Weekday Squib: Lobby us please, say EU officials

Or else they will take a position on the Kashmir issue

EU officials appear to be going green over all the lobbying dollars that are spent and earned in Washington.

However, the officials were of the view that India must also increase its lobbying at the EU and make every effort to project a true picture of the happenings in the valley.

“The Pakistanis are more focused… they are far more engaged. Lobbying does work at the EU,” they added. [Rediff]

Pakistanis, of course, would pay anyone to tell and listen to their story. But why would India want to lobby EU officials? As that astute Gaul likes to say, “these EUropeans are crazy”.

6 thoughts on “Weekday Squib: Lobby us please, say EU officials”

  1. There is a vast corrupt bureaucracy to be fed in EU headquarters in Brussels. And all bureaucracies have this wonderful notion – because they can obstruct (EU bureaucrats can’t legislate), they are important.

  2. Having met with some of these EU bureaucrats at sessions in Brussels, I believe there is a lot for India to gain by engaging with the EU. Not politically, but economically. Collectively, the EU is still one of the largest economies in the world and improved trade relations with the EU is in India’s interest.

    Regarding the comment by Chandra, it is true that EU bureaucrats can’t legislate. But bureaucrats can’t legislate in any democracy. It is the members of the European Parliament at Brussels who legislate and they EU legislation holds primacy over national legislation of member states. So any law passed in Brussels is enforceable in all member states. In any case, the bulk of each member states’ current laws on trade, enterprise, environment and labour are actually adaptations of relevant EU legislations.

  3. Shankar,

    First off — I’m not suggesting that there is no need to engage the EU. What I’m arguing is that there is no need to lobby the EU as there is to lobby Washington. Lobby here includes hiring ‘consultants’, ‘PR people’ and various government-types that can be found in Washington DC.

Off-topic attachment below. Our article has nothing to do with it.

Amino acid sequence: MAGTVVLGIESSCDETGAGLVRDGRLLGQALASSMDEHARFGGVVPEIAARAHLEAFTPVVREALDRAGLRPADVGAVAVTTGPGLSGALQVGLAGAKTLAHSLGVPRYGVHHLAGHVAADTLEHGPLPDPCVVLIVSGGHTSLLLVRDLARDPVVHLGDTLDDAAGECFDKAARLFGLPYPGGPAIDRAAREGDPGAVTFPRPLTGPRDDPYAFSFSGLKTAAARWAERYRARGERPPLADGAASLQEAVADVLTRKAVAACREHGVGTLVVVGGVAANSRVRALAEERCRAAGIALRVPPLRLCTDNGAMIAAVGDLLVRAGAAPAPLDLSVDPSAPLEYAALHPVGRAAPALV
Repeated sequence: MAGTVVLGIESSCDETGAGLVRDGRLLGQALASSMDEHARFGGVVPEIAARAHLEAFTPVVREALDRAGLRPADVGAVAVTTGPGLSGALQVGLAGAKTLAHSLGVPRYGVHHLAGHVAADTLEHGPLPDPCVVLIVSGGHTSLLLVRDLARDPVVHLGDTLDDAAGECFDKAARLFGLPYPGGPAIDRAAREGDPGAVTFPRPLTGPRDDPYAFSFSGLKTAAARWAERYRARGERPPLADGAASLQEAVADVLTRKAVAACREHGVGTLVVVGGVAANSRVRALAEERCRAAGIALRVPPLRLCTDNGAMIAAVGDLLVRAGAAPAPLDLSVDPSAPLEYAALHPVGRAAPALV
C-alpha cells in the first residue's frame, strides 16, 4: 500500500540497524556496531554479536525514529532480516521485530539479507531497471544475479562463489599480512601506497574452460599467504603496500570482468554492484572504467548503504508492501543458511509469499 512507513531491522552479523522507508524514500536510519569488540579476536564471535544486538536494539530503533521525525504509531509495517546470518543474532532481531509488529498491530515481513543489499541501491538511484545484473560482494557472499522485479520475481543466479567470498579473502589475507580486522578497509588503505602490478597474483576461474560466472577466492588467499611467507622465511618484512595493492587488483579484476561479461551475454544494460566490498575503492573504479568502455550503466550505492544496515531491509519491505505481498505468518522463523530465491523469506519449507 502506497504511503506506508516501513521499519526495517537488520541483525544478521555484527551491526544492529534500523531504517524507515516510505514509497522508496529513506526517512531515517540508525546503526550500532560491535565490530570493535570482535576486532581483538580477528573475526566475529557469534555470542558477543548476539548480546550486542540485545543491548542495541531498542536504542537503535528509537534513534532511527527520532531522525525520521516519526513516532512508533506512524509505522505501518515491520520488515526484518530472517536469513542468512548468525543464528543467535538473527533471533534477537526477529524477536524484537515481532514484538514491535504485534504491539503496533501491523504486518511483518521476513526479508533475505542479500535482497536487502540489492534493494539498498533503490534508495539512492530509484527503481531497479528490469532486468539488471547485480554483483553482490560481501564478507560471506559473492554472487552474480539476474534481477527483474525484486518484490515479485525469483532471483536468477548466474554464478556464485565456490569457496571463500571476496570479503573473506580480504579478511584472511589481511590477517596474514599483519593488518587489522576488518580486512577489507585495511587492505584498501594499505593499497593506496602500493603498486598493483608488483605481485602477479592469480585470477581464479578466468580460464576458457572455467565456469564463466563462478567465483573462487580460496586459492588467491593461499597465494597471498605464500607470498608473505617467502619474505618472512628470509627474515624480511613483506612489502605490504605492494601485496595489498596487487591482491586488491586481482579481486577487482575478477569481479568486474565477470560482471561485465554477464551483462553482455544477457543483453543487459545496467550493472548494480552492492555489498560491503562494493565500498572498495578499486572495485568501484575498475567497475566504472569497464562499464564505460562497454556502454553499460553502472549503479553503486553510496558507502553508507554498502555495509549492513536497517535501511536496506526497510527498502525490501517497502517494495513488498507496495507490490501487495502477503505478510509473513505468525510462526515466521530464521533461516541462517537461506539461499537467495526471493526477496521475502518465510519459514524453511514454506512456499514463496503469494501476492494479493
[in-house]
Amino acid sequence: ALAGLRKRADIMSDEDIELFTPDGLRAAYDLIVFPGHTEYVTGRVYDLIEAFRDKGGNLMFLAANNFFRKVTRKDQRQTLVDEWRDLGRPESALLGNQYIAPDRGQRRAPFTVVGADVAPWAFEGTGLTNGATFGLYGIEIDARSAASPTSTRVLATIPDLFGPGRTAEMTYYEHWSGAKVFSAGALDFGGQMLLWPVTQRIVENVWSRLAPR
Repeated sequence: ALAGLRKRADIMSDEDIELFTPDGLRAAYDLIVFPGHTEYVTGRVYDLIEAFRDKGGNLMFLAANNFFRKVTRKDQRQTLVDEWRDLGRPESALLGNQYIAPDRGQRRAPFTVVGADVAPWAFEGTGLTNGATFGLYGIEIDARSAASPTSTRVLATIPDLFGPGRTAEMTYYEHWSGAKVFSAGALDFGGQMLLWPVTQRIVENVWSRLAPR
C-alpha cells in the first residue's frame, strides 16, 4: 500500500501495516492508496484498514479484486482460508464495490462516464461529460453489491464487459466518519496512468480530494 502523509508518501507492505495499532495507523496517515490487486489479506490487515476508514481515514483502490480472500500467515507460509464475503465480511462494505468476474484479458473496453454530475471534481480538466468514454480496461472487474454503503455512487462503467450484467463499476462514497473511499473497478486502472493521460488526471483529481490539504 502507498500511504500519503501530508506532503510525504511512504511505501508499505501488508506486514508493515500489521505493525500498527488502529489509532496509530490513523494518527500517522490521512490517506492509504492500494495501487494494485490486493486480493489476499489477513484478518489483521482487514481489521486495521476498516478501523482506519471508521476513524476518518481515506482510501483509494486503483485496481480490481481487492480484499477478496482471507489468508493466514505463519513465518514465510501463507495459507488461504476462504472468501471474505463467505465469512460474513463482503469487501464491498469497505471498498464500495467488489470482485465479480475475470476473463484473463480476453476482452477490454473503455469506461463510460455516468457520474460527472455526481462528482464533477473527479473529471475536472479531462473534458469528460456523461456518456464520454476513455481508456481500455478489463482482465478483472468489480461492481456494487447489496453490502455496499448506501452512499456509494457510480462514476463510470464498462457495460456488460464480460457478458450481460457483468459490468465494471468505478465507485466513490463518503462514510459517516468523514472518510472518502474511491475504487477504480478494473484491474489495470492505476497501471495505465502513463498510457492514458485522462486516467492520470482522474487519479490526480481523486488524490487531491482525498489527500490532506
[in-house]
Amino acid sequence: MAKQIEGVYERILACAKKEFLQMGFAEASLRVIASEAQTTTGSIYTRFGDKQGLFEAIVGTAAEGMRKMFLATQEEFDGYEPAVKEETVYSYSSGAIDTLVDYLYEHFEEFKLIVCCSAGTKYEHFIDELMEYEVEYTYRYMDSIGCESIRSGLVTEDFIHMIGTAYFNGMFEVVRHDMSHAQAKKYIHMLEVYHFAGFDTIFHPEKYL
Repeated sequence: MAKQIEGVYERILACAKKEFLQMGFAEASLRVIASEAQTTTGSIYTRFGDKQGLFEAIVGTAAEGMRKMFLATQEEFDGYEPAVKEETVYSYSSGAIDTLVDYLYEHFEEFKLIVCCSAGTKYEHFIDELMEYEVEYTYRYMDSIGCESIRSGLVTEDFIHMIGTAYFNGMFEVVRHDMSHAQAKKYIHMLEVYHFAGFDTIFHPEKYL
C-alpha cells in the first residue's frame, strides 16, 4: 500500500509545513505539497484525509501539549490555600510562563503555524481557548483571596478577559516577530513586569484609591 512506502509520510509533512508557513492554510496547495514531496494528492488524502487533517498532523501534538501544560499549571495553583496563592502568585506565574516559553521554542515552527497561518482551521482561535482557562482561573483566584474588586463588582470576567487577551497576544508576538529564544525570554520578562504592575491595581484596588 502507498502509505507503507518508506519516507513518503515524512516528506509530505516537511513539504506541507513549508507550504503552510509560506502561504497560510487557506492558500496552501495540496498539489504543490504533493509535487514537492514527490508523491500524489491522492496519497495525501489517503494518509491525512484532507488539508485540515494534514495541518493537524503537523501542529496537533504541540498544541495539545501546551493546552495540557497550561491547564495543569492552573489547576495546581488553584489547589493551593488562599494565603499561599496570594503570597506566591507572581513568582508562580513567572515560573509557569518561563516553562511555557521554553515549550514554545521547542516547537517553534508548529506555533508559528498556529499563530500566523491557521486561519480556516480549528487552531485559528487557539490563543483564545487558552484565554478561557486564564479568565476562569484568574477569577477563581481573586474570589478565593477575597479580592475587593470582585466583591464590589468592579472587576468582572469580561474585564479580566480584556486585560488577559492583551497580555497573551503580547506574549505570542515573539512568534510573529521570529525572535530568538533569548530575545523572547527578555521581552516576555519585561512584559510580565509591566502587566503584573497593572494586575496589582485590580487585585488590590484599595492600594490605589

Second, true the European parliament is theoretically armed with all those powers. But a common foreign policy is a long way off…The EU does put up a common face at international trade negotiations though. But I’m not sure of the value of lobbying MEUs on trade issues. Politicians and legislators of individual EU countries wield more influence, don’t you think?

  4. Nitin,

    I agree, there is probably very little political gain to be had through lobbying the European parliament. I also agree that a common foreign policy is unlikely to ever emerge.

    However, European MEPs and the EU trade commission wield quite a lot of influence. EU trade commissioners (based on powers granted by European legislation) frequently make important collective decisions on European tariffs and quota regimes (non-binding on members unless ratified, which they usually are). In fact, national governments have granted the commission considerable negotiating powers on their behalf when talking to third countries.

    I am not suggesting that India should not engage politically and economically with legislators of individual member states (especially the big ones). All I am saying is that ignoring Brussels, especially on trade issues, is not good idea.

    If you are interested in EU-India relations, here’s something you could read.

    http://ec.europa.eu/comm/trade/issues/bilateral/countries/india/index_en.htm

  5. The EUropean “come hither” has a pathetic ring to it. Their “goodies” are old and withered – not much on display (if you discount their inveterate streaking). Rambunctious young India’s will spend far more money in the ample bosom of Washington.

  6. Shankar, I actually meant the EU legislature. While they are elected, I believe they have little power to pass a law – they can propose laws but they are not legally binding on individual EU countries.

    I agree with you that economically – based on market size and prospects – EU is on par with US. In fact non-IT Indian companies, autos to tea, are more comfortable doing business in Europe. But India doesn’t lobby for favourable economic laws in US; it lobbies for favourable foreign policy issues that impact it.

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